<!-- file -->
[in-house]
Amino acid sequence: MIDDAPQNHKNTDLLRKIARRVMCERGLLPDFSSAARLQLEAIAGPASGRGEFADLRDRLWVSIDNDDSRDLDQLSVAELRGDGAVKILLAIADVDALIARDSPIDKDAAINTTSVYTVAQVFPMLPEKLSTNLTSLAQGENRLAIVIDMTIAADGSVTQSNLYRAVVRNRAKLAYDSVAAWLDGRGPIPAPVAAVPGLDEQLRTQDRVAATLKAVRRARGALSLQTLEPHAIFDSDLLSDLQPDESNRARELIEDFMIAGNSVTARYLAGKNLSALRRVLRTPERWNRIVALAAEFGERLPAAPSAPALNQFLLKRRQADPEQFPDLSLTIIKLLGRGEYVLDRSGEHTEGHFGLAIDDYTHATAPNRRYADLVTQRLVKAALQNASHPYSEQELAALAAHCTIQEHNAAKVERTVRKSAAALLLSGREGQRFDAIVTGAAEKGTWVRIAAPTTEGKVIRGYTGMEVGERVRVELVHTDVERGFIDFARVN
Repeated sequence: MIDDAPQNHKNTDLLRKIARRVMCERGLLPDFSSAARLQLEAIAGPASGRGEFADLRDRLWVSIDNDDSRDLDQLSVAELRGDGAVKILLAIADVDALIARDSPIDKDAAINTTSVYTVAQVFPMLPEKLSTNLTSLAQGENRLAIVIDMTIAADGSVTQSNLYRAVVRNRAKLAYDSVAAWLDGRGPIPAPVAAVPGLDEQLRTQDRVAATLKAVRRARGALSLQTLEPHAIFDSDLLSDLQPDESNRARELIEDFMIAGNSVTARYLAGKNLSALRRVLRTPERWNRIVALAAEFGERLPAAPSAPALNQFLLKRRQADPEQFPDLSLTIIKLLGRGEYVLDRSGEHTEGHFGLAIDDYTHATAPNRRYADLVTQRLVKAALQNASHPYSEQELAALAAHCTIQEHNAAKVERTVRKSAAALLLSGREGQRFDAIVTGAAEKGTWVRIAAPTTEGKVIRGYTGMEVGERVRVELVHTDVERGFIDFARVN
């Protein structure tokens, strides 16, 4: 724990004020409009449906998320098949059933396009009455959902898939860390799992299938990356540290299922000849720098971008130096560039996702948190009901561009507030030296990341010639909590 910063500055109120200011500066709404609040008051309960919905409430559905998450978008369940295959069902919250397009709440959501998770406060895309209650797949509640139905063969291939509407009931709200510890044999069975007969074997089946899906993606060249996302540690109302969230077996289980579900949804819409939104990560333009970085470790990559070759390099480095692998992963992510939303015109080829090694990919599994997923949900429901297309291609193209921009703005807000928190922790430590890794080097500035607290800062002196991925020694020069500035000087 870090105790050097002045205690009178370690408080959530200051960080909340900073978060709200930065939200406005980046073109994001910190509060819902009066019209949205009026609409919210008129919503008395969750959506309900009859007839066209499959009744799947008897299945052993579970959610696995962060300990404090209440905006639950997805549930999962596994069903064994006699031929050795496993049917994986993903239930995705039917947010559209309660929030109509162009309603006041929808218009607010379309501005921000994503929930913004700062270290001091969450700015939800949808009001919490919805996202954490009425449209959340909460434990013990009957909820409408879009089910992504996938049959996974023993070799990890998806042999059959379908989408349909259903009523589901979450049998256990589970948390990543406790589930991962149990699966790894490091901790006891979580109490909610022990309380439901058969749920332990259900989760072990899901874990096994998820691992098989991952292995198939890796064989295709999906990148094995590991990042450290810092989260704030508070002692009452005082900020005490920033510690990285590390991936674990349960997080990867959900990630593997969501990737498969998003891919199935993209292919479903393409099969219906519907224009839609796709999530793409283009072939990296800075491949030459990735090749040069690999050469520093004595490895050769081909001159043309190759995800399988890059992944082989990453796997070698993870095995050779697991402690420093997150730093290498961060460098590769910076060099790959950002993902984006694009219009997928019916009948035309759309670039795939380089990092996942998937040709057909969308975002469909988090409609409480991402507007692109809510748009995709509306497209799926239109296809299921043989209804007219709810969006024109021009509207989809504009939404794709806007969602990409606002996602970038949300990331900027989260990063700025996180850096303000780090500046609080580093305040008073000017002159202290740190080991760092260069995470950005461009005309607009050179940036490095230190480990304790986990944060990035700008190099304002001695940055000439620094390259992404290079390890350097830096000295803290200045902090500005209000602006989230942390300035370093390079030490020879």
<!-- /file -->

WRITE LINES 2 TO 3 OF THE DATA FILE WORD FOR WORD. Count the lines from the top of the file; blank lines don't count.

Amino acid sequence: MIDDAPQNHKNTDLLRKIARRVMCERGLLPDFSSAARLQLEAIAGPASGRGEFADLRDRLWVSIDNDDSRDLDQLSVAELRGDGAVKILLAIADVDALIARDSPIDKDAAINTTSVYTVAQVFPMLPEKLSTNLTSLAQGENRLAIVIDMTIAADGSVTQSNLYRAVVRNRAKLAYDSVAAWLDGRGPIPAPVAAVPGLDEQLRTQDRVAATLKAVRRARGALSLQTLEPHAIFDSDLLSDLQPDESNRARELIEDFMIAGNSVTARYLAGKNLSALRRVLRTPERWNRIVALAAEFGERLPAAPSAPALNQFLLKRRQADPEQFPDLSLTIIKLLGRGEYVLDRSGEHTEGHFGLAIDDYTHATAPNRRYADLVTQRLVKAALQNASHPYSEQELAALAAHCTIQEHNAAKVERTVRKSAAALLLSGREGQRFDAIVTGAAEKGTWVRIAAPTTEGKVIRGYTGMEVGERVRVELVHTDVERGFIDFARVN
Repeated sequence: MIDDAPQNHKNTDLLRKIARRVMCERGLLPDFSSAARLQLEAIAGPASGRGEFADLRDRLWVSIDNDDSRDLDQLSVAELRGDGAVKILLAIADVDALIARDSPIDKDAAINTTSVYTVAQVFPMLPEKLSTNLTSLAQGENRLAIVIDMTIAADGSVTQSNLYRAVVRNRAKLAYDSVAAWLDGRGPIPAPVAAVPGLDEQLRTQDRVAATLKAVRRARGALSLQTLEPHAIFDSDLLSDLQPDESNRARELIEDFMIAGNSVTARYLAGKNLSALRRVLRTPERWNRIVALAAEFGERLPAAPSAPALNQFLLKRRQADPEQFPDLSLTIIKLLGRGEYVLDRSGEHTEGHFGLAIDDYTHATAPNRRYADLVTQRLVKAALQNASHPYSEQELAALAAHCTIQEHNAAKVERTVRKSAAALLLSGREGQRFDAIVTGAAEKGTWVRIAAPTTEGKVIRGYTGMEVGERVRVELVHTDVERGFIDFARVN